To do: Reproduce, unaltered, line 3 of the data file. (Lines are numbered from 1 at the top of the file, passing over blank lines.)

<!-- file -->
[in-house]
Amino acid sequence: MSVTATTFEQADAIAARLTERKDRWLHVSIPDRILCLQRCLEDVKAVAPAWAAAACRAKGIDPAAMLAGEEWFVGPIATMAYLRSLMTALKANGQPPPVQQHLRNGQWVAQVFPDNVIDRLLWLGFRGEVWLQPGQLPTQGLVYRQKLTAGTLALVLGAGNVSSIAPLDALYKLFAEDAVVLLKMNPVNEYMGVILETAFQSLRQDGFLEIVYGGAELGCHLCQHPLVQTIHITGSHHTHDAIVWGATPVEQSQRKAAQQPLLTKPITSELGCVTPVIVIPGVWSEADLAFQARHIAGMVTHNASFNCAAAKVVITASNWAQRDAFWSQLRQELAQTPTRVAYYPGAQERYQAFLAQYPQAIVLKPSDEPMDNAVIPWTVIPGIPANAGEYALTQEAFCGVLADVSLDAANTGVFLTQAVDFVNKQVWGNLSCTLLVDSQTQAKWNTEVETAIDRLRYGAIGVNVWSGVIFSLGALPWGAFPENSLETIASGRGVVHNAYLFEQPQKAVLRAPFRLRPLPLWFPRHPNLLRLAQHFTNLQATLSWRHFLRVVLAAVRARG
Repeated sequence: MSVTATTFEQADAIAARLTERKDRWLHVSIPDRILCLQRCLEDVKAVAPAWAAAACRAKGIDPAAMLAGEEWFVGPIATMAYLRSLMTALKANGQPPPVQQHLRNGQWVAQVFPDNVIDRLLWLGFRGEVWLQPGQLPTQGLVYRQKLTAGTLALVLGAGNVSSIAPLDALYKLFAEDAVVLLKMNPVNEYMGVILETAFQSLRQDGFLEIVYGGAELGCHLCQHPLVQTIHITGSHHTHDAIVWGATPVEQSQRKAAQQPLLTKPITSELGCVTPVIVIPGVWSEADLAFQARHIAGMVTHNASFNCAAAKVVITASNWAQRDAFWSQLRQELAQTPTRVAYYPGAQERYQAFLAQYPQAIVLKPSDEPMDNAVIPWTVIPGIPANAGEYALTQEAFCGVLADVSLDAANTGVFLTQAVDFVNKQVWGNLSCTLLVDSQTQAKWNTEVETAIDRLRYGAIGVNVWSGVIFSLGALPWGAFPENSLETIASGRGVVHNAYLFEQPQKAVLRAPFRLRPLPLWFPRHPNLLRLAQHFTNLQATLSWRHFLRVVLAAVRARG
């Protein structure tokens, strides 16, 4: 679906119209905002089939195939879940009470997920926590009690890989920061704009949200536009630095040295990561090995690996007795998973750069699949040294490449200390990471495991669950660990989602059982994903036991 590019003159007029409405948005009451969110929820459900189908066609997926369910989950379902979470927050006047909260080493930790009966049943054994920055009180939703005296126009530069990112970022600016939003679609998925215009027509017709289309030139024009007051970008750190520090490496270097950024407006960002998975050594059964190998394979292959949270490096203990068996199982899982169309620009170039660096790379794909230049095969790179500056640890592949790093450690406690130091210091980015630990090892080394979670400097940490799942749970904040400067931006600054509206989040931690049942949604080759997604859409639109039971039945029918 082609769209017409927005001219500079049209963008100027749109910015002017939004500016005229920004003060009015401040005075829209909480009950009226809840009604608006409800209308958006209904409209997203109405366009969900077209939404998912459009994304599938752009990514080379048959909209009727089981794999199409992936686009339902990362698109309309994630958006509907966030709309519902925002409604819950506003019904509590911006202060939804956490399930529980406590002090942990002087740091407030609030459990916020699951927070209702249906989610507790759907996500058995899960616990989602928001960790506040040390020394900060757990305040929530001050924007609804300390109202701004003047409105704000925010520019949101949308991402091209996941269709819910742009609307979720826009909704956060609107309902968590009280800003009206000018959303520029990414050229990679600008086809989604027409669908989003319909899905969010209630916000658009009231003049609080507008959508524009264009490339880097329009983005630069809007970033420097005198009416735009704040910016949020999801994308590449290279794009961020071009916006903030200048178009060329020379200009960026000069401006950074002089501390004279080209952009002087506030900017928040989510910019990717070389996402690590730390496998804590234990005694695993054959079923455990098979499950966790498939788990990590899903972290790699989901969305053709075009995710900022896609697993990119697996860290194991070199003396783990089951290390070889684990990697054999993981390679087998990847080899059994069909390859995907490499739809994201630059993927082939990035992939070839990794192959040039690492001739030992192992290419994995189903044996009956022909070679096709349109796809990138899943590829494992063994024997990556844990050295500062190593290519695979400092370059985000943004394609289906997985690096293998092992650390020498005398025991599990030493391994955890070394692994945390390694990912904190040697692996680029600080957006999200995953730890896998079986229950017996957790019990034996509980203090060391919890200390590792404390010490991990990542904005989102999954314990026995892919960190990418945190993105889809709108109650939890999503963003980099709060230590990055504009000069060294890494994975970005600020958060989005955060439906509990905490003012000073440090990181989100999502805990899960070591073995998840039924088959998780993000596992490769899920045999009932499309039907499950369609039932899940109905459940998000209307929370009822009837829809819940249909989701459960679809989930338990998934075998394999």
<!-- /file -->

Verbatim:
Repeated sequence: MSVTATTFEQADAIAARLTERKDRWLHVSIPDRILCLQRCLEDVKAVAPAWAAAACRAKGIDPAAMLAGEEWFVGPIATMAYLRSLMTALKANGQPPPVQQHLRNGQWVAQVFPDNVIDRLLWLGFRGEVWLQPGQLPTQGLVYRQKLTAGTLALVLGAGNVSSIAPLDALYKLFAEDAVVLLKMNPVNEYMGVILETAFQSLRQDGFLEIVYGGAELGCHLCQHPLVQTIHITGSHHTHDAIVWGATPVEQSQRKAAQQPLLTKPITSELGCVTPVIVIPGVWSEADLAFQARHIAGMVTHNASFNCAAAKVVITASNWAQRDAFWSQLRQELAQTPTRVAYYPGAQERYQAFLAQYPQAIVLKPSDEPMDNAVIPWTVIPGIPANAGEYALTQEAFCGVLADVSLDAANTGVFLTQAVDFVNKQVWGNLSCTLLVDSQTQAKWNTEVETAIDRLRYGAIGVNVWSGVIFSLGALPWGAFPENSLETIASGRGVVHNAYLFEQPQKAVLRAPFRLRPLPLWFPRHPNLLRLAQHFTNLQATLSWRHFLRVVLAAVRARG